Financial backers prefer O'Malley stay in Baltimore

Mayor says he has yet to decide whether to seek gubernatorial nomination

May 30, 2002|By David Nitkin | David Nitkin,SUN STAFF

Baltimore Mayor Martin O'Malley will rely mainly on his inner voice and the counsel of a handful of friends and relatives in deciding whether to run for governor.

But if he listened to the financial backers who opened their checkbooks for his 1999 mayoral campaign, he'd hear a resounding message: We don't want you to go.

"I would really like to see him stay in Baltimore and finish what I consider to be a pretty good job he's done so far," said Edwin F. Hale Sr., chairman of First Mariner Bank and a waterfront developer.

"I'm speaking as a business person in Baltimore who's spending a lot of money. I think some stability is good for me, personally," Hale said.

Edward L. Dopkin, co-owner of Classic Catering People and a $4,000 contributor to O'Malley in 1999, said he just moved into a new city house that he would not have built if he thought the mayor might leave.

"He's only halfway there to finishing all the things he started," Dopkin said. "I think he's a great guy. I think he's a great mayor. He has an obligation to the citizens and the people who put him there."

Midway through a four-year term, O'Malley, 39, is thinking about his next position. The prospect of an open governor's seat is tantalizing - Gov. Parris N. Glendening cannot seek re-election - and the mayor has demonstrated disdain for the leading Democratic contender, Lt. Gov. Kathleen Kennedy Townsend.

O'Malley, a Democrat, has said he will declare his intentions shortly before the July 1 filing deadline, noting that he entered the mayor's race late and won a three-way primary.

But as he waits, Townsend has wrung endorsements from most of Maryland's leading politicians, including the state's two U.S. senators and lawmakers from the largest counties, as well as many labor unions.

It's unclear how many people want O'Malley to enter the Democratic primary. A statewide poll conducted in January for The Sun found that 43 percent of respondents preferred that he remain as mayor, 29 percent said he should challenge Townsend and 27 percent were unsure.

The mayor said the opinions he hears are more evenly divided: About half want him to stay in the city, and the rest want him to run for governor.

That conflicting advice mirrors "my own inner conflict between head and heart," he said. "My head tells me to go. My heart tells me to stay."

"It's probably the first and last time in my life when I'll go down the street and I run into people that say, `I really hope you run.' And I can say, `Thank you,'" he said.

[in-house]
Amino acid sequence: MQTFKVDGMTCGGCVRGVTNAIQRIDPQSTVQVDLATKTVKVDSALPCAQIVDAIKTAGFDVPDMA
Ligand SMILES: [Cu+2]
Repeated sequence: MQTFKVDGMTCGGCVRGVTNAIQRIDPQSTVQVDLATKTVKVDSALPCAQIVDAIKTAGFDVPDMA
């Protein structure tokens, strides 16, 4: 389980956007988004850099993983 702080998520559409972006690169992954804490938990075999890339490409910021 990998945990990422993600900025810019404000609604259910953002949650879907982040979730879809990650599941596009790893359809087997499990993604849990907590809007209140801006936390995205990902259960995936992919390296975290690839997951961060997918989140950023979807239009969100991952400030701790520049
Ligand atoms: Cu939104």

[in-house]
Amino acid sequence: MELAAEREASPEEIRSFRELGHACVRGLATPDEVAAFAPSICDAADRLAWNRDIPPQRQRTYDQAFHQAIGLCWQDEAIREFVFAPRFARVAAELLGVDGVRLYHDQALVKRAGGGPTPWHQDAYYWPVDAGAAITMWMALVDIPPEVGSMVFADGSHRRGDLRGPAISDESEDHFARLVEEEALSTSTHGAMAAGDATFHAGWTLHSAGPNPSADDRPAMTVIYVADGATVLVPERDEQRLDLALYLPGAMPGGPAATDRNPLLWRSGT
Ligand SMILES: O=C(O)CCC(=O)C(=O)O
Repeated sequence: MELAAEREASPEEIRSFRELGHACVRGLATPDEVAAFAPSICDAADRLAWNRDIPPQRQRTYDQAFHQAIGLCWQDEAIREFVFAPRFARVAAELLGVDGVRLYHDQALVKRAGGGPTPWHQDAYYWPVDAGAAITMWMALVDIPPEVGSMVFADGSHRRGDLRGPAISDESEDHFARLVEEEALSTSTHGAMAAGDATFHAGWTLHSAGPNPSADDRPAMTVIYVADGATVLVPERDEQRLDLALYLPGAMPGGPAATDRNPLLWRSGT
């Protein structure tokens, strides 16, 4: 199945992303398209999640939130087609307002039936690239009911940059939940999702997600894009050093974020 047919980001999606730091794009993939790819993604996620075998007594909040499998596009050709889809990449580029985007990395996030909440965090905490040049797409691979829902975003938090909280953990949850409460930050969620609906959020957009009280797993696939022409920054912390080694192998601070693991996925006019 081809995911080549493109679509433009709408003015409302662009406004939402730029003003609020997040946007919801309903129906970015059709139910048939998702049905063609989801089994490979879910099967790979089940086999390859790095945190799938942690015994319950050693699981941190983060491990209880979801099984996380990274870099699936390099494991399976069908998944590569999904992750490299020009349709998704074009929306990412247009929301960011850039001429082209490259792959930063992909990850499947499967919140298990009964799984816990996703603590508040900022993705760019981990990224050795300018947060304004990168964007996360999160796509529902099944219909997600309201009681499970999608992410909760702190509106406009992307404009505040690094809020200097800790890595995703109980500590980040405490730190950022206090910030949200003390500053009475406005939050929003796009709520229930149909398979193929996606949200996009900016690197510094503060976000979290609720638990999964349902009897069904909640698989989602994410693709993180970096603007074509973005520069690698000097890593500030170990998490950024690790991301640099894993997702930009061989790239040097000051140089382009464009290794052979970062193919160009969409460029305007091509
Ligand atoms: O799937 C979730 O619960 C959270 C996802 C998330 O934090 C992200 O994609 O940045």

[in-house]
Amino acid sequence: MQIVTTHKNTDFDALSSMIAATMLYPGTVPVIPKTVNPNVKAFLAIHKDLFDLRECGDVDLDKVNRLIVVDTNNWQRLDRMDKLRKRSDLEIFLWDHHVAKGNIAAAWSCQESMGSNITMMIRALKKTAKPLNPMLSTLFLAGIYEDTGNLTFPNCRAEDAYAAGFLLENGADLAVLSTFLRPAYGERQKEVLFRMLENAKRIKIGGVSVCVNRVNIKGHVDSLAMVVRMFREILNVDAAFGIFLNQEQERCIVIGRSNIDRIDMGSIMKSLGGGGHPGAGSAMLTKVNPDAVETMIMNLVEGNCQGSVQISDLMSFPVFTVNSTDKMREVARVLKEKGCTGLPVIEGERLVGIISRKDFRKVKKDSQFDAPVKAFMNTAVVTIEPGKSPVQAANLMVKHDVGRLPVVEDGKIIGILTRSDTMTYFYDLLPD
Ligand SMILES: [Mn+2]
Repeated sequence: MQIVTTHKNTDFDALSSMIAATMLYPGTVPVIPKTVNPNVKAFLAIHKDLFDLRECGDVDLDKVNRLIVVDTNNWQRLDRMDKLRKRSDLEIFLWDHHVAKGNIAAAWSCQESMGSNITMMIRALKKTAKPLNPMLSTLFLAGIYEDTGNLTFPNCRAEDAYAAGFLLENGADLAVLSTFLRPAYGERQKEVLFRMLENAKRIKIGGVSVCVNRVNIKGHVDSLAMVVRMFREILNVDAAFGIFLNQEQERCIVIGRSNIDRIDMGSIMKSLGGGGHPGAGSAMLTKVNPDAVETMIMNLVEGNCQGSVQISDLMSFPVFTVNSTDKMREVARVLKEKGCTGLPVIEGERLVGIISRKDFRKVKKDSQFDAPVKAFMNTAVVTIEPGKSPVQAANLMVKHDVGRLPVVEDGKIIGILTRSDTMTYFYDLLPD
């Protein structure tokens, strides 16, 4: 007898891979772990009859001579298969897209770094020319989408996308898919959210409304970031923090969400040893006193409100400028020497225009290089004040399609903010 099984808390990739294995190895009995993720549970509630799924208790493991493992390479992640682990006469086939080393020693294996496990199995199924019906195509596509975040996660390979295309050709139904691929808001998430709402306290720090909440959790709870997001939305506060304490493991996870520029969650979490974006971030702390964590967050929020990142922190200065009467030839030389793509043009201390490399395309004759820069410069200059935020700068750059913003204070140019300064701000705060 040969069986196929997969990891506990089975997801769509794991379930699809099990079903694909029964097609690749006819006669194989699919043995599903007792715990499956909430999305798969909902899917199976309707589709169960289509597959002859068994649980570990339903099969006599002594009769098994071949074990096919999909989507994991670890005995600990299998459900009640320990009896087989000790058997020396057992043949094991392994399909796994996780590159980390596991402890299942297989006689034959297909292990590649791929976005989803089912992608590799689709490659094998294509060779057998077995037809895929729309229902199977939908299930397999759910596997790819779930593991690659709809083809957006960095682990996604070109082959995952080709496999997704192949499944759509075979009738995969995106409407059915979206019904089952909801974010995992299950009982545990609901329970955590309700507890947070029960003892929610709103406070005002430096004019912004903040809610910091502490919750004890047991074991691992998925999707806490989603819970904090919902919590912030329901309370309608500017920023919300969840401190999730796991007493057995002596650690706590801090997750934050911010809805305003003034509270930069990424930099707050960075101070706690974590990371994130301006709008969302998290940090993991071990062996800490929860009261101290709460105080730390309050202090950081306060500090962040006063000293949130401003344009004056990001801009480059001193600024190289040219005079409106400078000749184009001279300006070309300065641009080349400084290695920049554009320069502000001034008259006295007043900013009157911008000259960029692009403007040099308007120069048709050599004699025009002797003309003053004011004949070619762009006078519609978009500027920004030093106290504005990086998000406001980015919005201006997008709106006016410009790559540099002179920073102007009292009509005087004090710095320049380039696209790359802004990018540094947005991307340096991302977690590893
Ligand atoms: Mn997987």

"And I run into people who say, `I really hope you'll stay.' And I say, `Oh, thank you.' And both of them are sincere, and I'm sincere in both of those responses. I don't run into people who say, `You dog, you should get out of politics altogether.'"

Among the largest contributors to his last campaign, a list that includes many business owners and industry groups, opinion appears tilted toward his staying in City Hall.

"It would almost be a shame if he left the city at this time," said Cecile Myrick, chairwoman of the Restaurant Association of Maryland, whose political action committee gave O'Malley $5,800.

"Compared to the previous administration, it's just unmeasurable," she said. "We honestly do need Martin O'Malley working for the city, and bringing it up the way he is doing."

Diana Doheny, who along with husband Peter gave $5,200 to the mayor, said she was aware of O'Malley's higher aspirations from the start, but hopes that he puts them aside temporarily.

"I knew when he announced he was running for mayor that it wouldn't stop there," she said. "I was hoping that he would make a difference in the city, and one term is not enough time to do that. I think it's a bit premature for him to jump to the governorship."

Edward Magruder Passano, a former Waverly Press executive who now works as a small-business consultant, said he's not a fan of Townsend but wants O'Malley to continue as mayor.

"I'm a city resident, and I'd like him to keep cleaning the city up," Passano said. "I think he's made progress, but he's got a long way to go."

Passano, a Democrat, said he believes an ideal combination would be Republican Robert L. Ehrlich Jr. in Annapolis and O'Malley in City Hall. "I think Ehrlich as governor and O'Malley as mayor would be a terrific team for the city and the state," he said.

Sid Traub, owner of a Baltimore postcard manufacturing company that gave $4,000 to the mayor, said he would "not contribute" if O'Malley ran for governor, adding that Townsend "is fully capable of being governor."

"He's got the ball started, and I'd like him to keep it rolling. I feel confident with him," Traub said. "When you drive down the Jones Falls Expressway, even on a weeknight, there's a healthy flow of traffic going back into the city. I feel like we've turned the corner and he can keep this thing going."

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